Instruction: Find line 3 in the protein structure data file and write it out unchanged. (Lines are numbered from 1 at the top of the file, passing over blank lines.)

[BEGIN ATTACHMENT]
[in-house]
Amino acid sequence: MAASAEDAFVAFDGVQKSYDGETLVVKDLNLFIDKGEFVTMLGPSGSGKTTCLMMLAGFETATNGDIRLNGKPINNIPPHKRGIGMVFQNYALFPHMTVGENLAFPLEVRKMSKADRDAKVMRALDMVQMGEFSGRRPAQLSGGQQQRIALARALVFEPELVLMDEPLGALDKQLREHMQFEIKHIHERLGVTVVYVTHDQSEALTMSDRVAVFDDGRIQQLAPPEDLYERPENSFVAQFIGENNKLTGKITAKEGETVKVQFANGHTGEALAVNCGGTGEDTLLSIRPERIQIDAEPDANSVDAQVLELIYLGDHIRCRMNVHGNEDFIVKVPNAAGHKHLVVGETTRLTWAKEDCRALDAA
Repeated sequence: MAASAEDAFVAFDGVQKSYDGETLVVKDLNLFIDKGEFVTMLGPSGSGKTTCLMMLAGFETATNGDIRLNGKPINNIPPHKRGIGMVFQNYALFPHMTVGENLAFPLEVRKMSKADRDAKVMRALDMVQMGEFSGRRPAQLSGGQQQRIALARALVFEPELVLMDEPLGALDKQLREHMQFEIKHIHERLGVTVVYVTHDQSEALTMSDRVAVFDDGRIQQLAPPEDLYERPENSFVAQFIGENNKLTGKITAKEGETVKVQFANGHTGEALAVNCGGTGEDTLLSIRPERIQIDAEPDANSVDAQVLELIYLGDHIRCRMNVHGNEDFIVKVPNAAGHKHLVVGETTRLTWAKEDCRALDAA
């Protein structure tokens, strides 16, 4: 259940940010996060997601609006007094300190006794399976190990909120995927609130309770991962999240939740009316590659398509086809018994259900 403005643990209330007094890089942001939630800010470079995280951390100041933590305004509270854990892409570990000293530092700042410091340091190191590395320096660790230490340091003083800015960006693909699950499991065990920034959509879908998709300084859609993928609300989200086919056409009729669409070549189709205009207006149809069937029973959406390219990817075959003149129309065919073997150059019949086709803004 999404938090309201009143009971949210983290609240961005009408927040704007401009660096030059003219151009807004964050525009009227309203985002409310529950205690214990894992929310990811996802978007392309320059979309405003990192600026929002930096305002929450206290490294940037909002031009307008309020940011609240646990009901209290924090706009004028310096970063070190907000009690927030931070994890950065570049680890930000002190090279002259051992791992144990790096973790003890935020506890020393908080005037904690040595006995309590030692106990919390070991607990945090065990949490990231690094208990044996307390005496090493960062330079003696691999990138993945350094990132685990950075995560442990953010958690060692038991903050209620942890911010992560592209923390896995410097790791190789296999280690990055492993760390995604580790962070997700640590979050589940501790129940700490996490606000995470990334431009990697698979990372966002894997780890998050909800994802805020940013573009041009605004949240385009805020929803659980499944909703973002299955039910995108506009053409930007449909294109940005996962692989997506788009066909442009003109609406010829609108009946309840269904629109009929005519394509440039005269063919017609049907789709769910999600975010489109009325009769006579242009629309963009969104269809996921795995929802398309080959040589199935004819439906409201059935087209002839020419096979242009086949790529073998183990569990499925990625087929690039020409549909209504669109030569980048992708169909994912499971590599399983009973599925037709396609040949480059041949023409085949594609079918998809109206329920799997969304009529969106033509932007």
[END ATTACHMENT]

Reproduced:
Repeated sequence: MAASAEDAFVAFDGVQKSYDGETLVVKDLNLFIDKGEFVTMLGPSGSGKTTCLMMLAGFETATNGDIRLNGKPINNIPPHKRGIGMVFQNYALFPHMTVGENLAFPLEVRKMSKADRDAKVMRALDMVQMGEFSGRRPAQLSGGQQQRIALARALVFEPELVLMDEPLGALDKQLREHMQFEIKHIHERLGVTVVYVTHDQSEALTMSDRVAVFDDGRIQQLAPPEDLYERPENSFVAQFIGENNKLTGKITAKEGETVKVQFANGHTGEALAVNCGGTGEDTLLSIRPERIQIDAEPDANSVDAQVLELIYLGDHIRCRMNVHGNEDFIVKVPNAAGHKHLVVGETTRLTWAKEDCRALDAA